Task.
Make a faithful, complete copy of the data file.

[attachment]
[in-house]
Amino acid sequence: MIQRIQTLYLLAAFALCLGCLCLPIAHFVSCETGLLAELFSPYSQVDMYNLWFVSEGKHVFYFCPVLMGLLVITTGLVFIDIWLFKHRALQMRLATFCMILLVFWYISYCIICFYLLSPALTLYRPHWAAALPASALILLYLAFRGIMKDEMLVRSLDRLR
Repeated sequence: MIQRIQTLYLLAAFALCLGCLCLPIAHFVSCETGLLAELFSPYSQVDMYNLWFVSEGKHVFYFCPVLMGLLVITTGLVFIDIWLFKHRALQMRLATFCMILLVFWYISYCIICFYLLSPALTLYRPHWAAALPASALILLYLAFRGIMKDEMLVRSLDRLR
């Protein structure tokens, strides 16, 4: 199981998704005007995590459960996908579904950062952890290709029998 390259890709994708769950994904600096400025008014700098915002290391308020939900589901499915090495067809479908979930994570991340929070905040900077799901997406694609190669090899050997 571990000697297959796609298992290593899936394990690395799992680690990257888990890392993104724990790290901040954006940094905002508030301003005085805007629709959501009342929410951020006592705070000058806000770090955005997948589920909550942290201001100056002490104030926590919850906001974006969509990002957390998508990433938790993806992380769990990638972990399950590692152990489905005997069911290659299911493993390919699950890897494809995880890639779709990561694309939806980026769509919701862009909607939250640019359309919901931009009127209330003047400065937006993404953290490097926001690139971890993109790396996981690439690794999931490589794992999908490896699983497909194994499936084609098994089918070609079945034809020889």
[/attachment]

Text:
[in-house]
Amino acid sequence: MIQRIQTLYLLAAFALCLGCLCLPIAHFVSCETGLLAELFSPYSQVDMYNLWFVSEGKHVFYFCPVLMGLLVITTGLVFIDIWLFKHRALQMRLATFCMILLVFWYISYCIICFYLLSPALTLYRPHWAAALPASALILLYLAFRGIMKDEMLVRSLDRLR
Repeated sequence: MIQRIQTLYLLAAFALCLGCLCLPIAHFVSCETGLLAELFSPYSQVDMYNLWFVSEGKHVFYFCPVLMGLLVITTGLVFIDIWLFKHRALQMRLATFCMILLVFWYISYCIICFYLLSPALTLYRPHWAAALPASALILLYLAFRGIMKDEMLVRSLDRLR
């Protein structure tokens, strides 16, 4: 199981998704005007995590459960996908579904950062952890290709029998 390259890709994708769950994904600096400025008014700098915002290391308020939900589901499915090495067809479908979930994570991340929070905040900077799901997406694609190669090899050997 571990000697297959796609298992290593899936394990690395799992680690990257888990890392993104724990790290901040954006940094905002508030301003005085805007629709959501009342929410951020006592705070000058806000770090955005997948589920909550942290201001100056002490104030926590919850906001974006969509990002957390998508990433938790993806992380769990990638972990399950590692152990489905005997069911290659299911493993390919699950890897494809995880890639779709990561694309939806980026769509919701862009909607939250640019359309919901931009009127209330003047400065937006993404953290490097926001690139971890993109790396996981690439690794999931490589794992999908490896699983497909194994499936084609098994089918070609079945034809020889």